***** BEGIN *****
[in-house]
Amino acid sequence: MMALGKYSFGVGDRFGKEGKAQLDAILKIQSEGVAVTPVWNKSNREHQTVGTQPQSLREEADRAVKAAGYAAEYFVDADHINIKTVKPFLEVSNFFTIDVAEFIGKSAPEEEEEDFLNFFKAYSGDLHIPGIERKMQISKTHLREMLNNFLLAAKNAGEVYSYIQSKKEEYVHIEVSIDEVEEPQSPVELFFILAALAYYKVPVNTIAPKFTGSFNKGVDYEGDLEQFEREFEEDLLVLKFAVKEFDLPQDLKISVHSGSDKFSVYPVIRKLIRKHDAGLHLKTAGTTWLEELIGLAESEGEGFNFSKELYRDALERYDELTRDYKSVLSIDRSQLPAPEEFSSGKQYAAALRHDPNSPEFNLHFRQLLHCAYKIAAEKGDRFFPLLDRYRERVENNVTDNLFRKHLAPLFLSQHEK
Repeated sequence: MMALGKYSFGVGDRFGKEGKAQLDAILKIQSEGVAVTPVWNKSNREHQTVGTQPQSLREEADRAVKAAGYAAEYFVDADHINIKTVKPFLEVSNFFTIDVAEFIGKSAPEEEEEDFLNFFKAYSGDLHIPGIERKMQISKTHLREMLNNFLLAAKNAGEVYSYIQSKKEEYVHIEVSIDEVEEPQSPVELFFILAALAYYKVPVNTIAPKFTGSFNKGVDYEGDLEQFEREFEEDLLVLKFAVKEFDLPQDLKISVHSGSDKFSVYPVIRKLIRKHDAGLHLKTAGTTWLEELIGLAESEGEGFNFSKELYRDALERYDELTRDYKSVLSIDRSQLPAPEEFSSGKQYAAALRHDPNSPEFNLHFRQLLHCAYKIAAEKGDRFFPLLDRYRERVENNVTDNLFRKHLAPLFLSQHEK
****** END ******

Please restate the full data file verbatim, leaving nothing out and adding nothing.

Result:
[in-house]
Amino acid sequence: MMALGKYSFGVGDRFGKEGKAQLDAILKIQSEGVAVTPVWNKSNREHQTVGTQPQSLREEADRAVKAAGYAAEYFVDADHINIKTVKPFLEVSNFFTIDVAEFIGKSAPEEEEEDFLNFFKAYSGDLHIPGIERKMQISKTHLREMLNNFLLAAKNAGEVYSYIQSKKEEYVHIEVSIDEVEEPQSPVELFFILAALAYYKVPVNTIAPKFTGSFNKGVDYEGDLEQFEREFEEDLLVLKFAVKEFDLPQDLKISVHSGSDKFSVYPVIRKLIRKHDAGLHLKTAGTTWLEELIGLAESEGEGFNFSKELYRDALERYDELTRDYKSVLSIDRSQLPAPEEFSSGKQYAAALRHDPNSPEFNLHFRQLLHCAYKIAAEKGDRFFPLLDRYRERVENNVTDNLFRKHLAPLFLSQHEK
Repeated sequence: MMALGKYSFGVGDRFGKEGKAQLDAILKIQSEGVAVTPVWNKSNREHQTVGTQPQSLREEADRAVKAAGYAAEYFVDADHINIKTVKPFLEVSNFFTIDVAEFIGKSAPEEEEEDFLNFFKAYSGDLHIPGIERKMQISKTHLREMLNNFLLAAKNAGEVYSYIQSKKEEYVHIEVSIDEVEEPQSPVELFFILAALAYYKVPVNTIAPKFTGSFNKGVDYEGDLEQFEREFEEDLLVLKFAVKEFDLPQDLKISVHSGSDKFSVYPVIRKLIRKHDAGLHLKTAGTTWLEELIGLAESEGEGFNFSKELYRDALERYDELTRDYKSVLSIDRSQLPAPEEFSSGKQYAAALRHDPNSPEFNLHFRQLLHCAYKIAAEKGDRFFPLLDRYRERVENNVTDNLFRKHLAPLFLSQHEK